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6 Tips on Successfully Seeking a Mentor

  • By Connie Deianni
  • |
  • January 25, 2017

Looking for a mentor? 2017 is your year to seek out a mentoring relationship that will make the year meaningful for you and improve your skill sets at the same time.

Finding a Mentor

But, how do you identify and secure a mentor who will contribute in an effective way to your growth and development?

Follow these 6 Tips on Identifying a Mentor

1. Identify what you specifically want to learn about. What are the missing pieces in your professional life? What skills can be improved upon or what skills do you feel unsure of? Make a list and write down at least 3, but not more than 5.

2. What have you done to improve these skills? Write down what you have personally done, schooling, self-study, volunteer work, previous mentoring. Try to detail the deficiencies you still feel are evident.

3. Consider who you know that could provide insight to the skill sets you want to learn more about (see #2). If you don’t know anyone, ask close friends or colleagues in your network who they might know and ask for a personal introduction to the expert.

4. Prepare an outline of the skill sets you want to learn more about and be prepared to discuss “why” it is important for you to learn about this particular skill. What do you expect to accomplish when you have learned or mastered this skill? Include one sentence on what will be different when you have mastered this skill set.

5. Schedule a meeting with your prospective mentor. Bring your outline and provide an overview of what you want to learn about so that your prospective mentor can better understand what the focus of the mentorship will entail. Your outline will also provide a roadmap for discussions so that the time spent will be more effective and focused on what you want to learn.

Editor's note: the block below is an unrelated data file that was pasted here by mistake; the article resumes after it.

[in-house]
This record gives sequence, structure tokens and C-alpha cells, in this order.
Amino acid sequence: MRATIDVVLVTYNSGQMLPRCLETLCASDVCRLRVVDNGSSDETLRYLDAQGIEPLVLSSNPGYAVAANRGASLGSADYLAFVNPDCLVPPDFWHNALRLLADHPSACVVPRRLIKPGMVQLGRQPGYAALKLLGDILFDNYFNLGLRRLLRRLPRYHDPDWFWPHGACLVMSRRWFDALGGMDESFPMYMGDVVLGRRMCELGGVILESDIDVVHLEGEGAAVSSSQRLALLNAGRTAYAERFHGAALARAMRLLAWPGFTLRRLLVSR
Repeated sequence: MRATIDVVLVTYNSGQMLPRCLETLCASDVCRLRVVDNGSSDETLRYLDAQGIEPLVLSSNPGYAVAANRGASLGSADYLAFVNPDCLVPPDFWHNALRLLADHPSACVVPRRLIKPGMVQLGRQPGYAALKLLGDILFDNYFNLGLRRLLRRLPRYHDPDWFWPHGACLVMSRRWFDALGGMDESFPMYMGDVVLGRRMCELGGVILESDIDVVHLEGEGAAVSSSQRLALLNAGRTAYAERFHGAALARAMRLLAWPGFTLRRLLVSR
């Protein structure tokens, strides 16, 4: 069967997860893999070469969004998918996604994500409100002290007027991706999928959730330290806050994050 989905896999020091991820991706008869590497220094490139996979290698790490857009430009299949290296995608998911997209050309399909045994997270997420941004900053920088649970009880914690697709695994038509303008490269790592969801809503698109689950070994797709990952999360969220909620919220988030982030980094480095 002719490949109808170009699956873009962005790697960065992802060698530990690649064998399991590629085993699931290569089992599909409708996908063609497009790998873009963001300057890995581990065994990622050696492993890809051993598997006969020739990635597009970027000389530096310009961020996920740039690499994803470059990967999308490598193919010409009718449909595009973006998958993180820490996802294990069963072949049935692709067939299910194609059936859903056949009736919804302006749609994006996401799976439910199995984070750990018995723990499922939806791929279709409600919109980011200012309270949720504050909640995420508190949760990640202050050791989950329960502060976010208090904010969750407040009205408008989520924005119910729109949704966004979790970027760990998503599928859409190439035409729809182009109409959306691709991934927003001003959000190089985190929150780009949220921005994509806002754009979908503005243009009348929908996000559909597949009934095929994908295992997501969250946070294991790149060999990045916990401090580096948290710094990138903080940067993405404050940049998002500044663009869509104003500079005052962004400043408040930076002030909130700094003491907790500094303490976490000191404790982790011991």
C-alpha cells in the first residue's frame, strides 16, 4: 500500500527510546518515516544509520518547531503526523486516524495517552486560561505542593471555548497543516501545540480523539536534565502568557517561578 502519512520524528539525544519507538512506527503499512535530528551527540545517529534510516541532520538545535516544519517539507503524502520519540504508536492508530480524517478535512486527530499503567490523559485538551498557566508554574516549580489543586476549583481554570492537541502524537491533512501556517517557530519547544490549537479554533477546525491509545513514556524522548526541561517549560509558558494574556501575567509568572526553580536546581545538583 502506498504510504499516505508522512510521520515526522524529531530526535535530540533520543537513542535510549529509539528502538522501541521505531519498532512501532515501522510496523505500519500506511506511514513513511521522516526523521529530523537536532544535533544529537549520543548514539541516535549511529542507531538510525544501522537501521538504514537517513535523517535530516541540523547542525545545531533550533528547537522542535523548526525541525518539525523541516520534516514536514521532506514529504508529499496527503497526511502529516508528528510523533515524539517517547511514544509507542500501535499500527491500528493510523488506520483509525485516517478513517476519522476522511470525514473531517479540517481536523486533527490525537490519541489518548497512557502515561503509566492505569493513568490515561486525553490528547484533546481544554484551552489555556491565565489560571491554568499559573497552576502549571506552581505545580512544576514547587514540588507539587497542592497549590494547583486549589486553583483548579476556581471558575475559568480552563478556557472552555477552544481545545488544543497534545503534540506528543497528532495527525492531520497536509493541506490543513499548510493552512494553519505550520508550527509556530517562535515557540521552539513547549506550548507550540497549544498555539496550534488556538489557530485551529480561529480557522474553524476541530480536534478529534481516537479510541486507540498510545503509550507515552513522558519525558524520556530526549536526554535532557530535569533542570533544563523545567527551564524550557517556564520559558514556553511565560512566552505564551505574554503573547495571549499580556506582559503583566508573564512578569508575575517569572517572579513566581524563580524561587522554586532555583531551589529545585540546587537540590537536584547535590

6. Ask the mentor for introductions to other subject matter experts, don’t rely on one person to impart all the knowledge you need. Differing perspectives are the stepping stones to higher understanding of a particular topic.

Once you successfully identify a mentor, consider meeting with them once a month for an hour. This will provide a framework for your mentoring relationship without overwhelming you or your prospective mentor.

The Perfect Time to Find a Mentor

January is National Mentoring Month, so there is no better time to get started! Use the tips above to begin your journey and remember to reach out to someone else and offer the gift of mentoring.

Paying it forward is the responsibility of every mentee; become part of the ripple effect and impact someone else in a positive way.

Are you just getting by or are you getting better? Get started today!

Author Bio

Connie Deianni founded Corepoint as an extension of her passion for designing and delivering employee engagement programs to large, small, and non-profit entities. Corepoint represents 30+ years of employee engagement in the financial services and non-profit industries. Her experience began as an entry-level front-line employee in the retail banking world and evolved into a consultant/designer for employee engagement programs focused on mentoring and career development. Through trial and error coupled with the ability to “really listen,” Connie has honed best practices which support mentor programs; programs that enjoy longevity past the initial launch period and continue to flourish where the mentor concept ultimately becomes the culture of the organization. As an experienced presenter, Connie also provides engaging, dynamic, and interactive presentations focused on mentoring, career building, networking, professionalism, and employee engagement. These insightful presentations leave her audiences with best practices, tools to implement immediately, and the creativity energy to make changes in their own organizations.